Archive for Australia

Rock Around The Croc

Posted in Giant Monsters, Nature Gone Wild with tags , , , , , , on June 1, 2016 by Drinkin' & Drive-in

Black Water

Based on a true story, vacation-minded folks boating around Australia’s croc-infested mangrove swamps barely get their hooks in the water when the boat is hit and overturned. The guide is the first to “be taken.” The others manage to get up a tree, which if you know Australian crocodiles, isn’t up high enough. (Think eight-foot hoop and a six-foot basketball player.)

Black Water

Playing out like Open Water (2003), a man and the two ladies are trapped miles from nowhere, and their boat — about 20 feet away — is upside down and their only hope of getting out of the tangle of trees. Sucks to be them.

Black Water

Inevitable loss of blood drips into the swamp water. To a crocodile that’s like throwing the bakery doors open. Speaking of, the reptile is not digital (thank you), and behaves like any other animal in the wild would when presented with taste-test opportunities.

Black Water

All the scenes are really intense whenever someone gets in the water because you know the croc is in the vicinity, but you only see a few bubbles coming to the surface (maybe he ate a human bean burrito earlier).

Black Water

Black Water (2007) is a nicely realistic flick, although I really wish they would’ve named the ravaging reptile something along the lines of Sir Bites Alot or Carl “Deathroll” Chewingham. But if it wants to remain nameless, that’s okay by me.

Godzilla’s Back

Posted in Giant Monsters, Godzilla, Nature Gone Wild, Science Fiction with tags , , , , , , , , on January 19, 2016 by Drinkin' & Drive-in

Ball's Pyramid

Came across this picture online the other day of a gigantic earth formation that’s being referred to as an old volcano in the South Pacific. Called Ball’s Pyramid (heh), it allegedly rose out of the sea seven million years ago and is 1,844 feet high off the coast of Australia.

Godzilla's back

Uh no, geology door knobs – it’s one of those pointy things that fell off Godzilla’s back after he rubbed up against humanity. How can we even take these so-called “experts” seriously when it’s clear from my 13 seconds of research it’s part of Godzilla’s sports outerwear?

The conclusive proof is in the photos, people.


Windmill of Doom

Posted in Classic Horror, Evil, Foreign Horror, Slashers with tags , , , , , , , , , , , , , on November 18, 2015 by Drinkin' & Drive-in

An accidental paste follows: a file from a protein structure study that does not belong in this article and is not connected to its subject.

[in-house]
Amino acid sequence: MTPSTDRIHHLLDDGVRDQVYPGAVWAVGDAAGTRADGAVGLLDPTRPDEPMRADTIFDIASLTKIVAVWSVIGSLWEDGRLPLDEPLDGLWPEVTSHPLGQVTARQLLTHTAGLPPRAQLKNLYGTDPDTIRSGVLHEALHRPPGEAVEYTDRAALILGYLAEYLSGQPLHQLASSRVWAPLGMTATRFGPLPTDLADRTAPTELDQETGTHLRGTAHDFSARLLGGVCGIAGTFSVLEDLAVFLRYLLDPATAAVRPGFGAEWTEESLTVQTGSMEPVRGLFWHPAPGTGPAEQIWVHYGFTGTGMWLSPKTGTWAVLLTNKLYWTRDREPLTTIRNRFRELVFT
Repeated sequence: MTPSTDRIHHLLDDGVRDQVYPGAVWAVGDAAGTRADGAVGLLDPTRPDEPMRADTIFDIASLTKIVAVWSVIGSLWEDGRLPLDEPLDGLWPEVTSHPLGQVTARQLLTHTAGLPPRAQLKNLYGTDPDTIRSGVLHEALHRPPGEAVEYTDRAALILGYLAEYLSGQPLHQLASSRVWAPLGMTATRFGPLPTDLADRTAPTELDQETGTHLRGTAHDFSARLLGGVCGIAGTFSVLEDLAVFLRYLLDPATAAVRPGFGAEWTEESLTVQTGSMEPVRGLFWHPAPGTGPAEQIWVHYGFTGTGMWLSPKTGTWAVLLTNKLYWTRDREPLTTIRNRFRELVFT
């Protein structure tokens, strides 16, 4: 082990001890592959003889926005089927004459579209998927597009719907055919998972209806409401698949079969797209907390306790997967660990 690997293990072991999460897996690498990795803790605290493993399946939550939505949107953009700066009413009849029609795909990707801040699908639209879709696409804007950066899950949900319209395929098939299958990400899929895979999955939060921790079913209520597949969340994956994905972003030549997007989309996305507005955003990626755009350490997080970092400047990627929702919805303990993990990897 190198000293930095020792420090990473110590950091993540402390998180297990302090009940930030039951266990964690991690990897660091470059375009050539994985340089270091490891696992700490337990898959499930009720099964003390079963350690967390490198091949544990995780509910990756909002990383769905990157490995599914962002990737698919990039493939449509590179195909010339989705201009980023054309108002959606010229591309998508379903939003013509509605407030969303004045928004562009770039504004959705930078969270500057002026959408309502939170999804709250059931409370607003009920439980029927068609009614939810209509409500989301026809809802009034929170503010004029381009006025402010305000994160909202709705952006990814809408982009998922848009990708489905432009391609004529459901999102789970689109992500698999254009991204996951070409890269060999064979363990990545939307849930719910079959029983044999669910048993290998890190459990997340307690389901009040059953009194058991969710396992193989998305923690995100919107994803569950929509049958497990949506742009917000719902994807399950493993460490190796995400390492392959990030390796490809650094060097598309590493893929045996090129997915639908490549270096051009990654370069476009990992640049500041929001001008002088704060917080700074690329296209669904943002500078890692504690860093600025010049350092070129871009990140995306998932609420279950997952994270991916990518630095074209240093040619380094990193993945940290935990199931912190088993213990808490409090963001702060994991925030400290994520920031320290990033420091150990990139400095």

The Windmill Massacre

No sooner than I do an entire blog about the resurgence of the word “massacre” in a horror movie title [click HERE for excellence in fake journalism], a new one pops up. Called The Windmill Massacre (releasing 2016), this Dutch made dust-up concerns a chick on the run from the law, Devil-worshipping, and windmills. (Historical fact: windmills were centuries ahead of those fancy-pants wind turbines you see all over the place these days.)

The Windmill Massacre

Anyway, here’s how The Windmill Massacre spins: “Jennifer is an Australian girl on the run from her past who washes up in Amsterdam. In a desperate attempt to stay one step ahead of the authorities, she joins a coach-load of tourists embarking on a tour of Holland’s world famous windmills.”

The Windmill Massacre

“When the bus breaks down in the middle of nowhere, she and the other tourists are forced to seek shelter in a disused shed beside a sinister windmill where, legend has it, a Devil-worshipping miller once ground the bones of locals instead of grain.  As members of the group start to disappear, Jennifer learns that they all have something in common – a shared secret that seems to mark them all for doom.”

The Windmill Massacre

Doom is a tidy word as it doesn’t need explaining. But what does is the Devil-worshipping miller grinding human bones. If its used in place of flour, you can only imagine what kind of taste bone powder gives to doughnuts. And what good are doughnuts that only a cannibal could choke down? Not a very good business model.